Failure to act against Boko Haram signals US surrender in War on Terror

Justin King | The Anti-Media

The Boko Haram, an insurgent group in Nigeria, has given the global community every reason for military action in Nigeria. The most recent act of kidnapping around 100 schoolgirls after an assault on a school is just the latest in a string of mass kidnappings, bombings, and assassinations. Image credit: DVIDSHUB

Currently the group is holed up in an isolated and sparsely populated section of northeastern Nigeria. The US could easily locate the heat signatures of the kidnappers and their teenaged victims by using satellites or the massive drone fleet it has acquired under the pretense of fighting terrorism. Even if the US was unwilling to commit ground forces to the conflict, simply passing on intelligence and advising the Nigerian military on the tactical use of the intelligence would save the victims from the fate of sexual abuse and eventual murder.

The Boko Haram, which is a Jihadist organization with ties to almost every single Islamic terrorist organization on the hit list of the United States, is led by a man named Abubakar Shekau, who incidentally has a $7 million US bounty on his head. The group’s main goal is the establishment of an Islamic state in Nigeria complete with Sharia law. Despite its local focus, the group has become an increasingly transnational threat to regional stability, committing acts of terror in Niger and Cameroon.

The group has waged a bloody five-year insurgency and in the process has bombed UN buildings, kidnapped and slit the throats of or beheaded dozens of school aged children, as well as engaged in more standard acts of insurgency.

In Nigeria, an actual threat to the lives and dignity of civilians exists and the Boko Haram presents a very real threat to the stability of the largest US trading partner in sub-Saharan Africa. The reluctance of the administration to act can only be called a complete surrender in the War on Terror.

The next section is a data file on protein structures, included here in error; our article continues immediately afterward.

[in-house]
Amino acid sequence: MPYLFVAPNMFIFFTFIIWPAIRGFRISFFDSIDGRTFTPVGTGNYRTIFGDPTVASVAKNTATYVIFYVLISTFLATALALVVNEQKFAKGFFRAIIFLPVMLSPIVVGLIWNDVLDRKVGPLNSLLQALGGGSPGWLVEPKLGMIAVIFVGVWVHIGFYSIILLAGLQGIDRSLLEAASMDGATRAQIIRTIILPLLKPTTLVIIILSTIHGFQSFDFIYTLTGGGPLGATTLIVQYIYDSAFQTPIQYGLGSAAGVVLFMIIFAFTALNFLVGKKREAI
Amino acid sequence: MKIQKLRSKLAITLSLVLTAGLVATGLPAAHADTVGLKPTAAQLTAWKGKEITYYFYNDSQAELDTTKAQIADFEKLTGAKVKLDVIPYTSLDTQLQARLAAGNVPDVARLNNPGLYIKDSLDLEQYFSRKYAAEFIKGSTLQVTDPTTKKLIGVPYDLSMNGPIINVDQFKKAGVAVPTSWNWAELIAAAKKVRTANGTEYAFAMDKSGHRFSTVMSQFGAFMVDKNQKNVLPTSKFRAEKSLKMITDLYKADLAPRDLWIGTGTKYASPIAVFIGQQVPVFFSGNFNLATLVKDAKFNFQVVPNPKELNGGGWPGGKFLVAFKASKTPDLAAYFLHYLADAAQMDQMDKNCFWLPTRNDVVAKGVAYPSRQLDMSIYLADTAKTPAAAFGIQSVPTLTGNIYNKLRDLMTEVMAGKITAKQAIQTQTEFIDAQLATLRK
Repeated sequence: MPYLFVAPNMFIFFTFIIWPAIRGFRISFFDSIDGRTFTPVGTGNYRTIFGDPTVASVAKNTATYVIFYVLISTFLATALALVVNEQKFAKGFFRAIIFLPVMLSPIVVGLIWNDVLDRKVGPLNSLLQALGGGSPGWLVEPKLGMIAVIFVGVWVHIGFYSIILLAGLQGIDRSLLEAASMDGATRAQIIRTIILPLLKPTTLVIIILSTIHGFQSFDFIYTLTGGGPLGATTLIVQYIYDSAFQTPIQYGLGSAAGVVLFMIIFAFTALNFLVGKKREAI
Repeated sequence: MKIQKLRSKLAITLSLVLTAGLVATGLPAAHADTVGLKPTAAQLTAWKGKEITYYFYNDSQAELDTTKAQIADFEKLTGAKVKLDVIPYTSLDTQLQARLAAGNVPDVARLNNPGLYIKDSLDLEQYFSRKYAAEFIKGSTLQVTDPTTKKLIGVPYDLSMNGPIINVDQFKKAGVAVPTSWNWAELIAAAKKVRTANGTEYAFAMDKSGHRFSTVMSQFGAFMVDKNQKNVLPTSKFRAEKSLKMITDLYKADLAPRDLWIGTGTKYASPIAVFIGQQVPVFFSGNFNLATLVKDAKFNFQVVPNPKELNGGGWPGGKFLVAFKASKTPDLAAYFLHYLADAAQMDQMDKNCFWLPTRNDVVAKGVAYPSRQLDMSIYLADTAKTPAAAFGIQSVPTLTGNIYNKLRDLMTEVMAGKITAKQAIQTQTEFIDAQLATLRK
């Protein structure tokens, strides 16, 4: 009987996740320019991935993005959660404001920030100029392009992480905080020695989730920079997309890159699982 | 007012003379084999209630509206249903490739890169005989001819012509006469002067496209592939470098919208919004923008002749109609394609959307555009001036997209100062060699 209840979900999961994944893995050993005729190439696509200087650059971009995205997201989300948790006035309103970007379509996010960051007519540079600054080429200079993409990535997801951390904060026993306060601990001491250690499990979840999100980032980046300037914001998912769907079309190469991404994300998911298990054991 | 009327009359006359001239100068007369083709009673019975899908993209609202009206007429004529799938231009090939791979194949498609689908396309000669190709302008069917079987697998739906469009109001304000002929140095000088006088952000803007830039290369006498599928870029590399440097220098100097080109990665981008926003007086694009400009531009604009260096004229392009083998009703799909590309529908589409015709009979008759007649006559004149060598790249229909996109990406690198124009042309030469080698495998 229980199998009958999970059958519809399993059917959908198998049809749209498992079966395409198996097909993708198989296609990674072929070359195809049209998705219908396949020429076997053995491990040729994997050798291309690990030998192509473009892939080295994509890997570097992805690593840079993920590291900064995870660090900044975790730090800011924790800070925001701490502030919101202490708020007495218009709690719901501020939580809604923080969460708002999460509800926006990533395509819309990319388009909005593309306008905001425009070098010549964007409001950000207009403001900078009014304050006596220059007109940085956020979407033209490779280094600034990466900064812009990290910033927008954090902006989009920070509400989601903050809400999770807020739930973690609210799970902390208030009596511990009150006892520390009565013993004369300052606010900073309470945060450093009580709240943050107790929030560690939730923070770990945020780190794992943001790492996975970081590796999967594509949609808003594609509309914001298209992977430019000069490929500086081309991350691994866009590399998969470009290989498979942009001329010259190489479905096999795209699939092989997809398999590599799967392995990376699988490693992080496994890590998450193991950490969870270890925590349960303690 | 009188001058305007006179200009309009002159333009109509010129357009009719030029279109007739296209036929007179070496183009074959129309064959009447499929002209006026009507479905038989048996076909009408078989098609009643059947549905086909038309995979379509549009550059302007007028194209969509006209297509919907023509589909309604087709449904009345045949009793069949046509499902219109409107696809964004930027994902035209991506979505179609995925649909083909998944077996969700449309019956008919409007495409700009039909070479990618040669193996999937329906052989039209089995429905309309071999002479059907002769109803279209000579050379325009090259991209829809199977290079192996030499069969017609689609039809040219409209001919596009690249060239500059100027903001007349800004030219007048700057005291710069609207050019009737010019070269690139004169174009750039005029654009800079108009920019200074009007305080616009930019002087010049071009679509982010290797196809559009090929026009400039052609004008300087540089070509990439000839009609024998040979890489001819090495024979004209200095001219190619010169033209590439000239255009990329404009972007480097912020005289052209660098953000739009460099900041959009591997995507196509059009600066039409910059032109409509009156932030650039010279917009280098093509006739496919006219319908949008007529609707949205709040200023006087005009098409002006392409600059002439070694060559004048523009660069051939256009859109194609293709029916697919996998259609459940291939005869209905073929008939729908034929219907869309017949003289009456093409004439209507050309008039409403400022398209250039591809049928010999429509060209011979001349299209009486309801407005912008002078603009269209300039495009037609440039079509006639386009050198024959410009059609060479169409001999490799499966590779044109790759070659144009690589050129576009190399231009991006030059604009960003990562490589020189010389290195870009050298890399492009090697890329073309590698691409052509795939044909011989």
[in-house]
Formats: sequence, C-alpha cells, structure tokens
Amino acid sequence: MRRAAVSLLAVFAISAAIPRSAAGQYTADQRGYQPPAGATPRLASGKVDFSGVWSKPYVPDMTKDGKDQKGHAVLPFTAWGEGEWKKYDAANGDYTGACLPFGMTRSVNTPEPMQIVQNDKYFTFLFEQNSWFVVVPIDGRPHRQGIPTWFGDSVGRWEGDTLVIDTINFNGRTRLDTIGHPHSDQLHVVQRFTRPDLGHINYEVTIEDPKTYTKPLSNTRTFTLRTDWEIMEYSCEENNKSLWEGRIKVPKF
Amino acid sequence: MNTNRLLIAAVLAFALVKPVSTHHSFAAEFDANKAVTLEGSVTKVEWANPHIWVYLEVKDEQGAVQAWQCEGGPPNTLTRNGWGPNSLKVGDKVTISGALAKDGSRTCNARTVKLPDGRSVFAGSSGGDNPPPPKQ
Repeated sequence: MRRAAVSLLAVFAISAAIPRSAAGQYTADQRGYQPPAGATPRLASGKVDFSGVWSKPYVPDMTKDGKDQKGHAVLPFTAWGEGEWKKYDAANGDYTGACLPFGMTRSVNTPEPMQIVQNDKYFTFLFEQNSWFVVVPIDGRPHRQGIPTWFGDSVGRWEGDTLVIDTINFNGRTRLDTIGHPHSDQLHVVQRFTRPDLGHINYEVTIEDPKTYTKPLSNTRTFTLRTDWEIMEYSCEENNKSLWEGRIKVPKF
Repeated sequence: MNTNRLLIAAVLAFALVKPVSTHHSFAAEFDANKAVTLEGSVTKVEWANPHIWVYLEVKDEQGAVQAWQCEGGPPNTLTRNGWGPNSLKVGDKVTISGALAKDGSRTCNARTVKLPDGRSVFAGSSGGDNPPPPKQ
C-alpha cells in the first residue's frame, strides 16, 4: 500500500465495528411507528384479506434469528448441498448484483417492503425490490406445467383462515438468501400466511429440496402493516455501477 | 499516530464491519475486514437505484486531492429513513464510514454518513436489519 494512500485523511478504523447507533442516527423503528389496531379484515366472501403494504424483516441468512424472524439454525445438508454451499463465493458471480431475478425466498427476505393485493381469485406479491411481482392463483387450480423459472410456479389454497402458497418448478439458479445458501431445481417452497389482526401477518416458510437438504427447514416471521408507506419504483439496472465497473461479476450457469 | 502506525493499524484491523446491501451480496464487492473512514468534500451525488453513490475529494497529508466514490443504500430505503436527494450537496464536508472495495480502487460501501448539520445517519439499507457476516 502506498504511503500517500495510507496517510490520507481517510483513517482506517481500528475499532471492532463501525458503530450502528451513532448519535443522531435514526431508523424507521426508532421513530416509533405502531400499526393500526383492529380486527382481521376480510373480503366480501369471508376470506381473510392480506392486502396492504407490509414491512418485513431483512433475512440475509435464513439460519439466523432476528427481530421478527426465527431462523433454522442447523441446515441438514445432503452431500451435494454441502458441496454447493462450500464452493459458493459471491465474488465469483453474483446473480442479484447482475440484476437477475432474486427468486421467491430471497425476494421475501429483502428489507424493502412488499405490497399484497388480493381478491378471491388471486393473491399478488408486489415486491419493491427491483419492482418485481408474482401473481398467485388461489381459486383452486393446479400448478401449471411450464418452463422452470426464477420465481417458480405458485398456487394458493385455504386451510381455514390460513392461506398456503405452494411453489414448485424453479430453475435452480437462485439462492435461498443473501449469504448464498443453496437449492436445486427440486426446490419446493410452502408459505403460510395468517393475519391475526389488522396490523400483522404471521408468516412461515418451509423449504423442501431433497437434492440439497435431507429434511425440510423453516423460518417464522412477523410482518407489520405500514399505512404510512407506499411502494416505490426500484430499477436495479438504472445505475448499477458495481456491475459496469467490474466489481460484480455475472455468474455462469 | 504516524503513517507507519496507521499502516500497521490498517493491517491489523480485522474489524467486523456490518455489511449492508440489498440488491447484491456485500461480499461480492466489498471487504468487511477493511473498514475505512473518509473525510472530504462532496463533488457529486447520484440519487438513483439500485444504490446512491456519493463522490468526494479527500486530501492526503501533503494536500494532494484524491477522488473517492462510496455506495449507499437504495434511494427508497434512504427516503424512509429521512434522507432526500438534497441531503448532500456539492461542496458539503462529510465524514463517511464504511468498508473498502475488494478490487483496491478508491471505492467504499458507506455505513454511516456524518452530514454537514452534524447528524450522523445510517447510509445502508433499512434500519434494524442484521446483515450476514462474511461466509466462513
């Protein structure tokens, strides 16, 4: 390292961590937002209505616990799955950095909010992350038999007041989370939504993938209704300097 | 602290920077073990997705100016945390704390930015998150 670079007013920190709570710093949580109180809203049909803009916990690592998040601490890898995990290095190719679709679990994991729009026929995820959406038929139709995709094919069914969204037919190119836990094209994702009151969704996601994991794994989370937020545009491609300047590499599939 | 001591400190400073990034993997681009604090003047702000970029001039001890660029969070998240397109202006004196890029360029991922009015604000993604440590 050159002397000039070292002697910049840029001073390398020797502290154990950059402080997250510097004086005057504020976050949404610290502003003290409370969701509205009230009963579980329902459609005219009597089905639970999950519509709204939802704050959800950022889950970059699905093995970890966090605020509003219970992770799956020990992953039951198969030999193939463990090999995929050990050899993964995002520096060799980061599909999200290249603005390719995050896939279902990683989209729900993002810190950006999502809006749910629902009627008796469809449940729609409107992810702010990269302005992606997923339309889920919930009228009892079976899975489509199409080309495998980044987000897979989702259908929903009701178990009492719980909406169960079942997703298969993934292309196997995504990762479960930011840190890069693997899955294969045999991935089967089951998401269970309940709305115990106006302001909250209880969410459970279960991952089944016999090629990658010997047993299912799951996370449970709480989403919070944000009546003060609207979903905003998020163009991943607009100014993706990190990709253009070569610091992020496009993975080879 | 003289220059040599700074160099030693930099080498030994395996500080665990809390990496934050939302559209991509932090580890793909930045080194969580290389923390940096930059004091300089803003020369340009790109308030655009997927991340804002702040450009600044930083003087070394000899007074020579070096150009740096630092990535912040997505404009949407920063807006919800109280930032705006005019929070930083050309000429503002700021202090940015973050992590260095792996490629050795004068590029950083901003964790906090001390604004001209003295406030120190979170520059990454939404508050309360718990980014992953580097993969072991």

The reason US forces have not become involved is most likely the timidity of the administration to face the threat of US Embassies in Africa being attacked in retaliation. Anything that could remind Americans of the Benghazi attack is a toxic political situation for the current administration and Hilary Clinton, the most likely Democratic Presidential nominee.

The other possibility, and the one most Americans will be unwilling to face, is that the last ten years of stated US foreign policy have been a farce. Currently the administration is beating the drums of war for a Syrian intervention in support of an Al-Qaeda linked group and is escalating tensions with Russia over Ukraine. In both of those situations, the US and its media are trying to appeal to citizens by claiming that US intervention is necessary to protect the lives of civilians.

A hundred schoolgirls sit awaiting torture, rape, and execution in Nigeria. If the same scenario was being perpetrated by Assad’s government in Syria or by dissident Russians in Ukraine, drones would be en route and special operations teams would already be on the ground. The lack of a US response clearly demonstrates that concern for civilian deaths is not a high priority, regardless of media propaganda. To the contrary it demonstrates that the threat of terrorism has been used to justify overseas meddling and a solidification of the US hegemony in the Middle East. The War on Terror appears to have just been a ready excuse to act on an agenda devised years before the Twin Towers ever fell.

The US’s failure to act in the face of such cruelty and inhumane acts is a slap in the face to every soldier who served under the guise of fighting terrorism in the last decade. Whether the US government is crippled by fear or it is inadvertently admitting that terrorists are only the enemy when attacking them fits the US agenda, the War on Terror is over and the United States has lost.

This article is free and open source. You may republish this article under a Creative Commons license with attribution to the author Justin King and

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